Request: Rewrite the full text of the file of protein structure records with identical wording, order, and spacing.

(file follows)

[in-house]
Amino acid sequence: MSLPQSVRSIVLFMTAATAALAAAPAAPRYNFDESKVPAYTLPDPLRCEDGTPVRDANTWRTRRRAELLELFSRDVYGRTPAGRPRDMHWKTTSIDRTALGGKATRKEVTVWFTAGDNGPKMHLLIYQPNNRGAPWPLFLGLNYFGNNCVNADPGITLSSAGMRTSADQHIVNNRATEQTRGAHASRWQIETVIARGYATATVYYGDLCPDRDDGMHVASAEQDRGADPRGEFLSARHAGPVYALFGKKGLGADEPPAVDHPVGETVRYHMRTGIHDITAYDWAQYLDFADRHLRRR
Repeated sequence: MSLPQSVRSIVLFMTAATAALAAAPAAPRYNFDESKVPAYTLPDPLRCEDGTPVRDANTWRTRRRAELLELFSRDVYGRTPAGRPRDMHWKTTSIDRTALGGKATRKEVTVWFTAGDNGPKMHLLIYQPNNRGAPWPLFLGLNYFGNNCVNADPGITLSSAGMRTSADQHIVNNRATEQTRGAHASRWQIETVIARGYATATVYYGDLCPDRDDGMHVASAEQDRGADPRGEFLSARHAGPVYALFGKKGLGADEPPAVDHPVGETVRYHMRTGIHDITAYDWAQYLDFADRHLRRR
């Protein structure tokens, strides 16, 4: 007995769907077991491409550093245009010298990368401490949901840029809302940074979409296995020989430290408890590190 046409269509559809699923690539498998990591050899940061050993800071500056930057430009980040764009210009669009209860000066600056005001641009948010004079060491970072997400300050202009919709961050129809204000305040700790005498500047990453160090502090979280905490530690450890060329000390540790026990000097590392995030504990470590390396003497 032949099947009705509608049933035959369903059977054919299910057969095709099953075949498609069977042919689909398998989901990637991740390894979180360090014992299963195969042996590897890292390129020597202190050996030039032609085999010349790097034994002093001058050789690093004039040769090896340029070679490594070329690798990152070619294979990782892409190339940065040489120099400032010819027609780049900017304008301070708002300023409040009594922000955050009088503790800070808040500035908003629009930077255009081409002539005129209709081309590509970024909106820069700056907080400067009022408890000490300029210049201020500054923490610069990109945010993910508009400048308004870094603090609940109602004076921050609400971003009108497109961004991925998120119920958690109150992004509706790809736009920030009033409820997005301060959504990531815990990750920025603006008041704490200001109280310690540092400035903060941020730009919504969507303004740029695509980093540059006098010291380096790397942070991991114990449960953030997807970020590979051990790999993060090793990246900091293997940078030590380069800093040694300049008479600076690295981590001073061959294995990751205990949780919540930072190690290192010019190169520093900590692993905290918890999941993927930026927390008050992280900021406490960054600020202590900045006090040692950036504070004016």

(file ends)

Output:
[in-house]
Amino acid sequence: MSLPQSVRSIVLFMTAATAALAAAPAAPRYNFDESKVPAYTLPDPLRCEDGTPVRDANTWRTRRRAELLELFSRDVYGRTPAGRPRDMHWKTTSIDRTALGGKATRKEVTVWFTAGDNGPKMHLLIYQPNNRGAPWPLFLGLNYFGNNCVNADPGITLSSAGMRTSADQHIVNNRATEQTRGAHASRWQIETVIARGYATATVYYGDLCPDRDDGMHVASAEQDRGADPRGEFLSARHAGPVYALFGKKGLGADEPPAVDHPVGETVRYHMRTGIHDITAYDWAQYLDFADRHLRRR
Repeated sequence: MSLPQSVRSIVLFMTAATAALAAAPAAPRYNFDESKVPAYTLPDPLRCEDGTPVRDANTWRTRRRAELLELFSRDVYGRTPAGRPRDMHWKTTSIDRTALGGKATRKEVTVWFTAGDNGPKMHLLIYQPNNRGAPWPLFLGLNYFGNNCVNADPGITLSSAGMRTSADQHIVNNRATEQTRGAHASRWQIETVIARGYATATVYYGDLCPDRDDGMHVASAEQDRGADPRGEFLSARHAGPVYALFGKKGLGADEPPAVDHPVGETVRYHMRTGIHDITAYDWAQYLDFADRHLRRR
């Protein structure tokens, strides 16, 4: 007995769907077991491409550093245009010298990368401490949901840029809302940074979409296995020989430290408890590190 046409269509559809699923690539498998990591050899940061050993800071500056930057430009980040764009210009669009209860000066600056005001641009948010004079060491970072997400300050202009919709961050129809204000305040700790005498500047990453160090502090979280905490530690450890060329000390540790026990000097590392995030504990470590390396003497 032949099947009705509608049933035959369903059977054919299910057969095709099953075949498609069977042919689909398998989901990637991740390894979180360090014992299963195969042996590897890292390129020597202190050996030039032609085999010349790097034994002093001058050789690093004039040769090896340029070679490594070329690798990152070619294979990782892409190339940065040489120099400032010819027609780049900017304008301070708002300023409040009594922000955050009088503790800070808040500035908003629009930077255009081409002539005129209709081309590509970024909106820069700056907080400067009022408890000490300029210049201020500054923490610069990109945010993910508009400048308004870094603090609940109602004076921050609400971003009108497109961004991925998120119920958690109150992004509706790809736009920030009033409820997005301060959504990531815990990750920025603006008041704490200001109280310690540092400035903060941020730009919504969507303004740029695509980093540059006098010291380096790397942070991991114990449960953030997807970020590979051990790999993060090793990246900091293997940078030590380069800093040694300049008479600076690295981590001073061959294995990751205990949780919540930072190690290192010019190169520093900590692993905290918890999941993927930026927390008050992280900021406490960054600020202590900045006090040692950036504070004016």